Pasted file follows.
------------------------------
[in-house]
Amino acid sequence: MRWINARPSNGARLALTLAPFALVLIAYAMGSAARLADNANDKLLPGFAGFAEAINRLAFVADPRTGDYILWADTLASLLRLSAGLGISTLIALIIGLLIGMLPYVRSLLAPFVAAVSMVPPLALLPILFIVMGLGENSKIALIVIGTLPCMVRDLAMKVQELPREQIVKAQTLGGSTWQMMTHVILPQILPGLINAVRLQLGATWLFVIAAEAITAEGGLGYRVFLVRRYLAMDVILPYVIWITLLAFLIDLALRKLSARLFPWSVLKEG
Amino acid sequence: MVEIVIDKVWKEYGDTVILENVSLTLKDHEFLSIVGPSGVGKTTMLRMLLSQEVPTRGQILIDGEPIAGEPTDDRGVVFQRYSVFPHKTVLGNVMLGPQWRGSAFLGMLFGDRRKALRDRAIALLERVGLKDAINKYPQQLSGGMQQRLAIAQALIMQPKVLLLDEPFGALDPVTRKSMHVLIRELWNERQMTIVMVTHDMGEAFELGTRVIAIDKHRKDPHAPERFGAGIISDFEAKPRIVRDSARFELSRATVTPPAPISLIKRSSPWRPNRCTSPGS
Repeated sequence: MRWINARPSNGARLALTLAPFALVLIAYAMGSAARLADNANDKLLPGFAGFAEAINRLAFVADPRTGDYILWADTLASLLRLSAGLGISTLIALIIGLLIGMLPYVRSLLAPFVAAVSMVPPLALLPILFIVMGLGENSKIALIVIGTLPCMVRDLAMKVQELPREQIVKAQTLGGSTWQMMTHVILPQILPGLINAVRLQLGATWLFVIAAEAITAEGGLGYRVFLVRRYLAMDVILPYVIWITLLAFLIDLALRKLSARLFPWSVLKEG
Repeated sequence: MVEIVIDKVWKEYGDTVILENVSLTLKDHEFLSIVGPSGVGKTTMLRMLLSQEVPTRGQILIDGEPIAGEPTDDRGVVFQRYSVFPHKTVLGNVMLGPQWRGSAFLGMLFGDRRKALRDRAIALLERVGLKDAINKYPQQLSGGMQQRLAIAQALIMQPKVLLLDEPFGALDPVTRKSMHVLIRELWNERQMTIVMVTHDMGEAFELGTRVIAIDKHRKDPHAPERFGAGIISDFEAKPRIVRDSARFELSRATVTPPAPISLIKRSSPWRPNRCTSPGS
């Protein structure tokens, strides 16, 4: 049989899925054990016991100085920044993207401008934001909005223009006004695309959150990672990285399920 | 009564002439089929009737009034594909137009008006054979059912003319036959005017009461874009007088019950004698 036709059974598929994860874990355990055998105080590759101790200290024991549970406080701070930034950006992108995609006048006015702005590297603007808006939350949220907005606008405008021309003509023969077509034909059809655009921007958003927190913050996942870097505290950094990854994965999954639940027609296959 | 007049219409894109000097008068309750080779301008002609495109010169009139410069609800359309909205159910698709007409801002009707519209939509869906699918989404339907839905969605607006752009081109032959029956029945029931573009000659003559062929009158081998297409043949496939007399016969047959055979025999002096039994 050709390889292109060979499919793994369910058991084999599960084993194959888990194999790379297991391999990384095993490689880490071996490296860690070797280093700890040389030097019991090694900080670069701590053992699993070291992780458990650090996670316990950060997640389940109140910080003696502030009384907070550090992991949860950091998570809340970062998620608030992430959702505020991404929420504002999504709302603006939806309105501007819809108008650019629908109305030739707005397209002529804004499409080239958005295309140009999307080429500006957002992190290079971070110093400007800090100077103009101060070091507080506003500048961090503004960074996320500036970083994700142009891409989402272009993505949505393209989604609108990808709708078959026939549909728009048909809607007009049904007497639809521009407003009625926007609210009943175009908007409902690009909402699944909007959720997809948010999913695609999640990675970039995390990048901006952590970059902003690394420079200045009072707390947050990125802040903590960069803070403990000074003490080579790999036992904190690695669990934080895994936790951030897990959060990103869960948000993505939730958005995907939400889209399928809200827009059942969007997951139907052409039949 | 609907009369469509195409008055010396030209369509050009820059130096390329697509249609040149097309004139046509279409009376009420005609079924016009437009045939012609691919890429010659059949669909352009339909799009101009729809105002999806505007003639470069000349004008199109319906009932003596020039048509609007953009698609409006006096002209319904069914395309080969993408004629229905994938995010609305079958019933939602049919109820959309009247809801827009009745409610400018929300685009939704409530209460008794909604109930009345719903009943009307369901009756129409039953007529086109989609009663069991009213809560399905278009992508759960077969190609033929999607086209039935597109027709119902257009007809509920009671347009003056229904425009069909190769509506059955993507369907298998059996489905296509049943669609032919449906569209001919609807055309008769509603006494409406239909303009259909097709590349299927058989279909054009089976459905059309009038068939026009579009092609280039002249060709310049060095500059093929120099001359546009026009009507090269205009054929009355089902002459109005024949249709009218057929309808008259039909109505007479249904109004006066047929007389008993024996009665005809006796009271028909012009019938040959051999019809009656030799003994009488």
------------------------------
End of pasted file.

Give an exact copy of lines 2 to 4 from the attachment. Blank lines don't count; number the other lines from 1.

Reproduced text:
Amino acid sequence: MRWINARPSNGARLALTLAPFALVLIAYAMGSAARLADNANDKLLPGFAGFAEAINRLAFVADPRTGDYILWADTLASLLRLSAGLGISTLIALIIGLLIGMLPYVRSLLAPFVAAVSMVPPLALLPILFIVMGLGENSKIALIVIGTLPCMVRDLAMKVQELPREQIVKAQTLGGSTWQMMTHVILPQILPGLINAVRLQLGATWLFVIAAEAITAEGGLGYRVFLVRRYLAMDVILPYVIWITLLAFLIDLALRKLSARLFPWSVLKEG
Amino acid sequence: MVEIVIDKVWKEYGDTVILENVSLTLKDHEFLSIVGPSGVGKTTMLRMLLSQEVPTRGQILIDGEPIAGEPTDDRGVVFQRYSVFPHKTVLGNVMLGPQWRGSAFLGMLFGDRRKALRDRAIALLERVGLKDAINKYPQQLSGGMQQRLAIAQALIMQPKVLLLDEPFGALDPVTRKSMHVLIRELWNERQMTIVMVTHDMGEAFELGTRVIAIDKHRKDPHAPERFGAGIISDFEAKPRIVRDSARFELSRATVTPPAPISLIKRSSPWRPNRCTSPGS
Repeated sequence: MRWINARPSNGARLALTLAPFALVLIAYAMGSAARLADNANDKLLPGFAGFAEAINRLAFVADPRTGDYILWADTLASLLRLSAGLGISTLIALIIGLLIGMLPYVRSLLAPFVAAVSMVPPLALLPILFIVMGLGENSKIALIVIGTLPCMVRDLAMKVQELPREQIVKAQTLGGSTWQMMTHVILPQILPGLINAVRLQLGATWLFVIAAEAITAEGGLGYRVFLVRRYLAMDVILPYVIWITLLAFLIDLALRKLSARLFPWSVLKEG